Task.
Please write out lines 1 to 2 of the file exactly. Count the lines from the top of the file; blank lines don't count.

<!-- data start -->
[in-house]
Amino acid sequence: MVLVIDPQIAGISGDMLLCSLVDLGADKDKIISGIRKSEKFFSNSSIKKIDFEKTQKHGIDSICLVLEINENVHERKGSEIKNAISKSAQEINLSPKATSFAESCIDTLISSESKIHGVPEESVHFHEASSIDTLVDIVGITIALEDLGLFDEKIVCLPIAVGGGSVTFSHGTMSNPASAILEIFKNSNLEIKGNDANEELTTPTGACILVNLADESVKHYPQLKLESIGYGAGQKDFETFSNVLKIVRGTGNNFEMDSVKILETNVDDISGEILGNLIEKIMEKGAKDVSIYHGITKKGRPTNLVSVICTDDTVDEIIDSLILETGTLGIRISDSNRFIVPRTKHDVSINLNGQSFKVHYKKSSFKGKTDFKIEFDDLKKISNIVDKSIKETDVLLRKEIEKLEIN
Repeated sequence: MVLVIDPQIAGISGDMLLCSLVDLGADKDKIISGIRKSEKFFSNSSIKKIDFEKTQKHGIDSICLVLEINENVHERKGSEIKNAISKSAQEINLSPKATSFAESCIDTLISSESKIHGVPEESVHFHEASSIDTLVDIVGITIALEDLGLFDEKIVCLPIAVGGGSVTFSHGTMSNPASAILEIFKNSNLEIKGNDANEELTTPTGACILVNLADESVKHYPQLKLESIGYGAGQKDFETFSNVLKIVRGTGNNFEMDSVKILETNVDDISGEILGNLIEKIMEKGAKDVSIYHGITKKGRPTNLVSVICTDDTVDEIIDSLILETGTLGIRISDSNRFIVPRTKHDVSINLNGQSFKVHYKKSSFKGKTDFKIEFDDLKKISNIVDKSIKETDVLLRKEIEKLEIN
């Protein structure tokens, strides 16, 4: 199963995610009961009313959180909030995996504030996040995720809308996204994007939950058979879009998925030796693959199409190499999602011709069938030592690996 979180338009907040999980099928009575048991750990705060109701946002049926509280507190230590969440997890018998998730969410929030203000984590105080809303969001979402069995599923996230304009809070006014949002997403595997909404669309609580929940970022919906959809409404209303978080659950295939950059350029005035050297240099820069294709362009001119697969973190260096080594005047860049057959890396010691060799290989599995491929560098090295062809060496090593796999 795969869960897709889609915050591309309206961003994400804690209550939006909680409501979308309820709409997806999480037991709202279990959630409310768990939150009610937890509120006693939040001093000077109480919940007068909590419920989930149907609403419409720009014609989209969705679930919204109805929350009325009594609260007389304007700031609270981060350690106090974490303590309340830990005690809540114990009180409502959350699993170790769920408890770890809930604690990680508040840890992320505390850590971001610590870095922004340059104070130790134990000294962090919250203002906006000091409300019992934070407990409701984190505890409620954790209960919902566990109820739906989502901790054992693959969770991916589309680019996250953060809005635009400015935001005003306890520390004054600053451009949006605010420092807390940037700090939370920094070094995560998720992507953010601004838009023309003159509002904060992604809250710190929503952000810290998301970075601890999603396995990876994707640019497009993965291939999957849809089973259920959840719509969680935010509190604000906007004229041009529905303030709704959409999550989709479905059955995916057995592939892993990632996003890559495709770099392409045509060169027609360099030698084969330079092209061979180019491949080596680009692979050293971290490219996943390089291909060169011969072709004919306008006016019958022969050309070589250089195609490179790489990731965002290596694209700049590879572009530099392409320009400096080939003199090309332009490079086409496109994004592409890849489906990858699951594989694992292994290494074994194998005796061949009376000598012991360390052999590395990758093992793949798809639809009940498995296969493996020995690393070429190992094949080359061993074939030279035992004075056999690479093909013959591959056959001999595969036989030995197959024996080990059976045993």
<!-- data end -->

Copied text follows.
[in-house]
Amino acid sequence: MVLVIDPQIAGISGDMLLCSLVDLGADKDKIISGIRKSEKFFSNSSIKKIDFEKTQKHGIDSICLVLEINENVHERKGSEIKNAISKSAQEINLSPKATSFAESCIDTLISSESKIHGVPEESVHFHEASSIDTLVDIVGITIALEDLGLFDEKIVCLPIAVGGGSVTFSHGTMSNPASAILEIFKNSNLEIKGNDANEELTTPTGACILVNLADESVKHYPQLKLESIGYGAGQKDFETFSNVLKIVRGTGNNFEMDSVKILETNVDDISGEILGNLIEKIMEKGAKDVSIYHGITKKGRPTNLVSVICTDDTVDEIIDSLILETGTLGIRISDSNRFIVPRTKHDVSINLNGQSFKVHYKKSSFKGKTDFKIEFDDLKKISNIVDKSIKETDVLLRKEIEKLEIN